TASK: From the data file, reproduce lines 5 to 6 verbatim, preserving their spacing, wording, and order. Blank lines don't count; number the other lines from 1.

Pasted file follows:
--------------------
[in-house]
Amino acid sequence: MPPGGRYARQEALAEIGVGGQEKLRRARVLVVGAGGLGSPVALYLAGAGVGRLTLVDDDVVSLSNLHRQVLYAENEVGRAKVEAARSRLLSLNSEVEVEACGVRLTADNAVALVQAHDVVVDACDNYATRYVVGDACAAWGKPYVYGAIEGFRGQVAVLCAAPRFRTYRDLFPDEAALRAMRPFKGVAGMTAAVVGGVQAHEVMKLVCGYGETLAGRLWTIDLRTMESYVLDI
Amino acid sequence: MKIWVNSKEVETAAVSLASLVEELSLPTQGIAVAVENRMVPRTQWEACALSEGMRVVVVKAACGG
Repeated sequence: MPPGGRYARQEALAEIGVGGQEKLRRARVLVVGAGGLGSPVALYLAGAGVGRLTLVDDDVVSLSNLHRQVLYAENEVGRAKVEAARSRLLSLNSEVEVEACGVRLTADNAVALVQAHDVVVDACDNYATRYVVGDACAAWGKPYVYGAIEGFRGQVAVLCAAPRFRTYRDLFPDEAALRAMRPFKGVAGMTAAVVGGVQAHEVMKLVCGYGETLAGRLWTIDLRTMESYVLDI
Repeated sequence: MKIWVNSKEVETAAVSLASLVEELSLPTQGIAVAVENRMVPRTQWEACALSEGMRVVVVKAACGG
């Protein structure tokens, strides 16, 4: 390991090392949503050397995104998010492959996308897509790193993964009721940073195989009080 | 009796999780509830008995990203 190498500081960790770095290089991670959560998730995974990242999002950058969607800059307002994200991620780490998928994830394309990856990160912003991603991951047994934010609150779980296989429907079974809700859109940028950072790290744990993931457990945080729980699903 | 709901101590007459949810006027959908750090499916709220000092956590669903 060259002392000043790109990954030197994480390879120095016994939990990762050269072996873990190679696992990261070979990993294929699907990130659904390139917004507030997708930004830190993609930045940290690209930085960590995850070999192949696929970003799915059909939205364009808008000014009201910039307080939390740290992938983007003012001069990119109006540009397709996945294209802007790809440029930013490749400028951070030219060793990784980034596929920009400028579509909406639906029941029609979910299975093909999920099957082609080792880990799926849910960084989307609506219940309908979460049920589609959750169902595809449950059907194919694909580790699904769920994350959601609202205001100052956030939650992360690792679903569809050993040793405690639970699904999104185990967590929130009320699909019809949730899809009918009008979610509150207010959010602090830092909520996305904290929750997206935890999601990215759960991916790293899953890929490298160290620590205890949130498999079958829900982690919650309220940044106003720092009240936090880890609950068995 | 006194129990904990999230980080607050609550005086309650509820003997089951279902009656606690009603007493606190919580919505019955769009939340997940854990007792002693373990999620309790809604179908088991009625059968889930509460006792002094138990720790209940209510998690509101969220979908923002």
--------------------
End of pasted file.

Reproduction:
Repeated sequence: MKIWVNSKEVETAAVSLASLVEELSLPTQGIAVAVENRMVPRTQWEACALSEGMRVVVVKAACGG
């Protein structure tokens, strides 16, 4: 390991090392949503050397995104998010492959996308897509790193993964009721940073195989009080 | 009796999780509830008995990203 190498500081960790770095290089991670959560998730995974990242999002950058969607800059307002994200991620780490998928994830394309990856990160912003991603991951047994934010609150779980296989429907079974809700859109940028950072790290744990993931457990945080729980699903 | 709901101590007459949810006027959908750090499916709220000092956590669903 060259002392000043790109990954030197994480390879120095016994939990990762050269072996873990190679696992990261070979990993294929699907990130659904390139917004507030997708930004830190993609930045940290690209930085960590995850070999192949696929970003799915059909939205364009808008000014009201910039307080939390740290992938983007003012001069990119109006540009397709996945294209802007790809440029930013490749400028951070030219060793990784980034596929920009400028579509909406639906029941029609979910299975093909999920099957082609080792880990799926849910960084989307609506219940309908979460049920589609959750169902595809449950059907194919694909580790699904769920994350959601609202205001100052956030939650992360690792679903569809050993040793405690639970699904999104185990967590929130009320699909019809949730899809009918009008979610509150207010959010602090830092909520996305904290929750997206935890999601990215759960991916790293899953890929490298160290620590205890949130498999079958829900982690919650309220940044106003720092009240936090880890609950068995 | 006194129990904990999230980080607050609550005086309650509820003997089951279902009656606690009603007493606190919580919505019955769009939340997940854990007792002693373990999620309790809604179908088991009625059968889930509460006792002094138990720790209940209510998690509101969220979908923002």